The Texas governor had counted on the Florida beauty contest to boost his chances after a lackluster performance in Thursday night’s Republican presidential candidates debate, and he’d actively courted delegates. But with just 15 percent of the 2,657 votes cast, Perry won fewer than half the 37 percent going to Cain and just a fraction more than his main rival Mitt Romney, who did not actively participate in the electioneering.
"We were all looking at Perry as our knight in shining armor, but we're finding out he has some baggage," Joyce Estes, a delegate from Apalachicola, told the Wall Street Journal. "The question is how much baggage we can accept."
Such votes are hardly representative of all voters, or even of a cross-section of typical Republican voters. Those voting at straw polls are party activists – in this case those at the weekend’s Conservative Political Action Conference.
So while Cain, a businessman who’s never held elected office, can point to the straw poll results as support for his “999 Plan” for economic growth, it doesn’t necessarily advance him beyond the second tier of Republican presidential hopefuls.
The unscientific vote didn’t do much for Michele Bachmann either. Like Romney, she was not actively participating in the straw poll. But her name was on the ballot, where she came in dead last among the eight candidates – a far cry from her first-place finish in the Iowa straw poll in mid-August.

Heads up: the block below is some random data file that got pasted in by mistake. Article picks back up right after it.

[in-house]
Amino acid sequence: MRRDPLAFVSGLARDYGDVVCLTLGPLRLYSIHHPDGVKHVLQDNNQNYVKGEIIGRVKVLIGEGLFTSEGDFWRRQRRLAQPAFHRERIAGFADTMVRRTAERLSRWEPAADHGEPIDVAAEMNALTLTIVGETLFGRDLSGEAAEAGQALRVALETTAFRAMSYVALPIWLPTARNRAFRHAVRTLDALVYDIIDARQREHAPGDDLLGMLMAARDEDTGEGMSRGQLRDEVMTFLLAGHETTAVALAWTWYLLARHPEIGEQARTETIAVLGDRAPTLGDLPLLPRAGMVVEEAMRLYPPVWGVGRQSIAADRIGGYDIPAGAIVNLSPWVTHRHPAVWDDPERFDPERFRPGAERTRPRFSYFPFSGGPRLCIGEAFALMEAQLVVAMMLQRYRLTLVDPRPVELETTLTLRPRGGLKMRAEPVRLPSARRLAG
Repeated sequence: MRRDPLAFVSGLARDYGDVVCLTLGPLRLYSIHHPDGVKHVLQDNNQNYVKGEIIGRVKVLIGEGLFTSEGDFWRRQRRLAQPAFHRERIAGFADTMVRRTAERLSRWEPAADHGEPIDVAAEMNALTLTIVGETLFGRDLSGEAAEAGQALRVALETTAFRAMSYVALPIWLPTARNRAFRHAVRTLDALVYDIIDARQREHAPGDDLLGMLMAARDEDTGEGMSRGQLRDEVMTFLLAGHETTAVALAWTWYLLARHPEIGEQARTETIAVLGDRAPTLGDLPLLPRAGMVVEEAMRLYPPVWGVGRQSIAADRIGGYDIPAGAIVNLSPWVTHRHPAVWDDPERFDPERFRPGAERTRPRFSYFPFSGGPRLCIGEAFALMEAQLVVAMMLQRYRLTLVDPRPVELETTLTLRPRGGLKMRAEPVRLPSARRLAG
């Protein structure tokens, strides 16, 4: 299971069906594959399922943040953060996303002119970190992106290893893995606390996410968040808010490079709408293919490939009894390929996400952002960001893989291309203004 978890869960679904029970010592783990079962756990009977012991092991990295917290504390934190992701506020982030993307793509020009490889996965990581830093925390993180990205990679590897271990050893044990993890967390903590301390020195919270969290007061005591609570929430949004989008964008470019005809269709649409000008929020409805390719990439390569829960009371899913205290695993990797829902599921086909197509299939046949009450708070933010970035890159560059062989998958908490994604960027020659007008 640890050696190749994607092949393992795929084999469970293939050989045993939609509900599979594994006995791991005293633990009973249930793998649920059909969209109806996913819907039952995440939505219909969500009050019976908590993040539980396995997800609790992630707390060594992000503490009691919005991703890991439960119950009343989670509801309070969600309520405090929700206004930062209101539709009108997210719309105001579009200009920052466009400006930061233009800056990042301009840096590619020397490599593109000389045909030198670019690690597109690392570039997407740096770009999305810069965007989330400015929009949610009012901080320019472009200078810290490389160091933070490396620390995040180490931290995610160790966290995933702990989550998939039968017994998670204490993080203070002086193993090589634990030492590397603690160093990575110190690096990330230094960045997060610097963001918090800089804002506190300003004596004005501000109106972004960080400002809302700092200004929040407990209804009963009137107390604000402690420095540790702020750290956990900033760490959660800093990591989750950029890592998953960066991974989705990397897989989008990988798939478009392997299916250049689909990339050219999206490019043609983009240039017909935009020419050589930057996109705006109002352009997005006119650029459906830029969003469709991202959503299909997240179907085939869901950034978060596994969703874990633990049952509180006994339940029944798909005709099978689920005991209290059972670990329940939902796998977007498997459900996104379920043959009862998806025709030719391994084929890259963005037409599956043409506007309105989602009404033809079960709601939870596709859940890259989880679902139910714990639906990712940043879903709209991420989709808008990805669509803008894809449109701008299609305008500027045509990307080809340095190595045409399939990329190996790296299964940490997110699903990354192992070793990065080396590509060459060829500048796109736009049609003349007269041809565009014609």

Florida is an important swing state, perhaps more so since it likely will move up in the primary/caucus calendar, following Iowa, New Hampshire, South Carolina, and Nevada in the candidate-selection process.
All the candidates will compete in Florida, and Cain’s victory gives him at least a morale boost for his effort.
"This is a sign of our growing momentum and my candidacy that cannot be ignored," Cain said after the results had been announced. “I will continue to share my message of 'common sense solutions' across this country and look forward to spending more time in Florida, a critical state for both the nomination and the general election.”
But in national polls, Cain generally remains back in the pack in single digits, and most analysts give him little chance of winning the nomination.
The latest Rasmussen poll gives him just 7 percent; the McClatchy-Marist poll has him at 5 percent, as does the CBS News/New York Times poll of Republican primary voters; the Bloomberg News national poll gives him 4 percent; and the CNN/Opinion Research poll puts Cain at 5 percent.
As reported by Politico.com, here are Saturday’s straw poll results:
A straw poll is being taken this weekend at the Mackinac Republican Leadership Conference in Michigan (Romney’s home state). The Values Voter Straw Poll of social conservatives is next month in Washington, and the Illinois Republican Straw Poll is Nov. 5.